European Parliament votes on Cryptocurrencies

Cryptocurrencies have their own stories in different parts of the world. The European Union has been one of the areas where cryptocurrencies and blockchains have been percieved rather differently. Although the EU and its Member States are not quite into the idea of running crypto trade as such, they have been quite the staunch supporters of blockchain.
Indeed, the European Central Bank, the EU’s central monetary body, has been throwing its legal heft behind a proposed draft that now makes it mandatory for major banks to sign up partnerships with fintech companies, also called unicorn across different Member States, and most notably France.
Now the European Parliament, the EU’s body that votes and passes its law, has decided to take a closer look at cryptocurrencies.
MEPs gatehred to vote on Thursday and considering an agreement dating to December 2017 between the European Council and PEF.
The parliament voted the move by 574 votes in favour as opposed to 13 against and 60 MEPs who have preferred to withold from a vote.
As part of the new legislation, MEPs have decided to bolster the security of the crypto industry and work out a way to look behind the curtains of cryptocurrency exchanges, platforms, and wallet providers.
The newly-adopted measures will de facto seek to help custoers be protected from any possible unfortunate turn of events. In an official press release, Judith Sargentini (Verts/ALE, NL), co-rapporteur said:
Annually, we lose billions of euros to money laundering, terrorism financing, tax evasion and avoidance — money that should go to fund our hospitals, schools and infrastructure. With this new legislation, we introduce tougher measures, widening the duty of financial entities to undertake customer due diligence. This will shine a light on those who hide behind companies and trusts and keep our financial systems clean. These rules will also be of enormous benefit to developing countries and their fight against illicit outflows of money which is desperately needed for investment in their own societies.
Krišjānis KARIŅŠ (EPP, LV), co-rapporteur had this to say:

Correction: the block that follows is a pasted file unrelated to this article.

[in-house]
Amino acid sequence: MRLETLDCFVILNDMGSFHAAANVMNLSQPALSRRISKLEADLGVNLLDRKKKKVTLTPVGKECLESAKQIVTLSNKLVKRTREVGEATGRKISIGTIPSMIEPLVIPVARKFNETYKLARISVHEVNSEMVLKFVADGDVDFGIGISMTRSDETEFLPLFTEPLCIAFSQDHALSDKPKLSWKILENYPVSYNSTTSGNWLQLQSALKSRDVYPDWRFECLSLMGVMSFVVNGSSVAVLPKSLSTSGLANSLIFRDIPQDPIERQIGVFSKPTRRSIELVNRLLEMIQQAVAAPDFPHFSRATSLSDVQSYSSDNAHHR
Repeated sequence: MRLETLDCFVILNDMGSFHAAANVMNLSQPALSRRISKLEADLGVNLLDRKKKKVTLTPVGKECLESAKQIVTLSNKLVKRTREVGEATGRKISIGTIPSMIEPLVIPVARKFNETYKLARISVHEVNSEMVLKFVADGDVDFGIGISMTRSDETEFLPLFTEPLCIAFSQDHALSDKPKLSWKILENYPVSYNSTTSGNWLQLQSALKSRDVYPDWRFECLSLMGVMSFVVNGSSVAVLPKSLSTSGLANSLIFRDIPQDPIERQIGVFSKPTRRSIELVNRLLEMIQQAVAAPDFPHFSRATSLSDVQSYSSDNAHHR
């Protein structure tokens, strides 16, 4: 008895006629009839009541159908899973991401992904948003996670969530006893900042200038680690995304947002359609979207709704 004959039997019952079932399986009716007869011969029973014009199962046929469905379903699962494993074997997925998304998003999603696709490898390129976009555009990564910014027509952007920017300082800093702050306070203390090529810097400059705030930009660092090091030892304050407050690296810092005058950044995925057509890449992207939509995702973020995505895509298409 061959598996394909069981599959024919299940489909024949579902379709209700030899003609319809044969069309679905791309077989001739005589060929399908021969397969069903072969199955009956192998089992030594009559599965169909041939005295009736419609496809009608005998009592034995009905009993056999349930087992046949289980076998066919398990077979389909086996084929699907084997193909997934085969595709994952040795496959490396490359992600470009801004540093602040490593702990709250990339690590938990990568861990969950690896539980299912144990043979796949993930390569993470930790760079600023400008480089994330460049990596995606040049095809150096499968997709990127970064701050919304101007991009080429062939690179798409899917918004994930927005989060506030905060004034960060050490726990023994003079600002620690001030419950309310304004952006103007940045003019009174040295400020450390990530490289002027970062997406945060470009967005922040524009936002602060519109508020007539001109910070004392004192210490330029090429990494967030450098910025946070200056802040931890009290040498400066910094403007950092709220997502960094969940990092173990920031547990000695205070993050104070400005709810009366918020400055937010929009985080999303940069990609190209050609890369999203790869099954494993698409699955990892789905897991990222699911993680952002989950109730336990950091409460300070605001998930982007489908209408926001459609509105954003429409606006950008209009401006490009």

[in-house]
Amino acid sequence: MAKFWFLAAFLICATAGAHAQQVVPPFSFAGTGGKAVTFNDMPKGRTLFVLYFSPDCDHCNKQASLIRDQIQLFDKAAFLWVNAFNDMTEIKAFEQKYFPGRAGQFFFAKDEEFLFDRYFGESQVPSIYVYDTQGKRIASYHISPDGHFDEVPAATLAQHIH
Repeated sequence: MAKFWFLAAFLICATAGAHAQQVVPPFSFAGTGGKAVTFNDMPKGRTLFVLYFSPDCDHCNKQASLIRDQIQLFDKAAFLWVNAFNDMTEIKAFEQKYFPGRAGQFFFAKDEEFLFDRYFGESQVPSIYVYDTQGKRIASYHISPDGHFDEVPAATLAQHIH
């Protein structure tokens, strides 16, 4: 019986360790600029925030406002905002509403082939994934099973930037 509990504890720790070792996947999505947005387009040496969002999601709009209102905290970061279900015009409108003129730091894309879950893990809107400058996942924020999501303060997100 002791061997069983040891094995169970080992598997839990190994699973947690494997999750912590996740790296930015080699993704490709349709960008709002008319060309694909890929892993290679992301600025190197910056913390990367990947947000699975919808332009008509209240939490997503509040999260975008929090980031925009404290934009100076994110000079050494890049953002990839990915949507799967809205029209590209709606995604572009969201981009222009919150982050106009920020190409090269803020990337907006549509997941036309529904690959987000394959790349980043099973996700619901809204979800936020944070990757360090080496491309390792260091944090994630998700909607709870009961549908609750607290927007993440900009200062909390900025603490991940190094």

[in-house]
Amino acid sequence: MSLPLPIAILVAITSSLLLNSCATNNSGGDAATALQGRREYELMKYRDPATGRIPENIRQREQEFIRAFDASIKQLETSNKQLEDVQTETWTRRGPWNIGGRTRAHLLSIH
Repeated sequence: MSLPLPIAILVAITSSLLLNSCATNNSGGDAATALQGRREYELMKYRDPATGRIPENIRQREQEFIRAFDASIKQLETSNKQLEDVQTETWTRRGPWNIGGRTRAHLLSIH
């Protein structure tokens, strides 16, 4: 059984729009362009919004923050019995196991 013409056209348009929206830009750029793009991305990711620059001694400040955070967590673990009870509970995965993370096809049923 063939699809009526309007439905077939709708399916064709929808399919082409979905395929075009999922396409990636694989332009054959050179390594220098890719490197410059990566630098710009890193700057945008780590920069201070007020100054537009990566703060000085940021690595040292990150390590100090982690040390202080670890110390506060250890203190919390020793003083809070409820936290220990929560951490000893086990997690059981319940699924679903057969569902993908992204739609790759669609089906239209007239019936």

Criminal behaviour hasn’t changed. Criminals use anonymity to launder their illicit proceeds or finance terrorism. This legislation helps address the threats to our citizens and the financial sector by allowing greater access to the information about the people behind firms and by tightening rules regulating virtual currencies and anonymous prepaid cards.
The new legislation will focus on addressing a number of potential issues that come hand in hand with cryptocurrencies.
• Public access to information on real owners of firms
This is an initiative that has been long in the making and even before the advance of cryptocurrencies. MEPs are interested in running an iron-clad data service that will uproot once and for all the massive misuse of money-laundering companies. Apart from the obvious reason that they are money laundering entities, it is also quite obvious that they have been engaging in illicit practices. Such as setting up a letter box address to be able to carry out their activities without accountability and actual HQ.
• Customer verification
The EU will want to hammer out a law, which would allow the union to garner more insight into how payments in cryptocurrencies work. More specifically, due diligence, KYS and associated services that are normal for the financial system as such, will go hand in hand with cryptocurrencies.
What is the upshot? The EU is a heavy-fisted legal machine, which takes quite long to apply any meaningful piece of legislation. It could be perceived as a good sign that PEF has pushed strongly for better regulatuion. However, it is also rather dangerous to rely on an interstate body, which has little clout on a national level.
With this in mind, any future legislation will have to be adopted and continued by logal governemnts that will give the EU teeth in the future regulation of cryptocurrencies. It is definitely an overwhelmingly difficult task and one that will be hard to carry on a more meaningful international level.
Still, it would be helpful if the European Union can come with a joint position on cryptocurrencies and atttempt to push forward with a legislation that will help dictate the future of banking and exchanging such assets among EU citizens and companies. PEF’s lagardly pace may not be enough.

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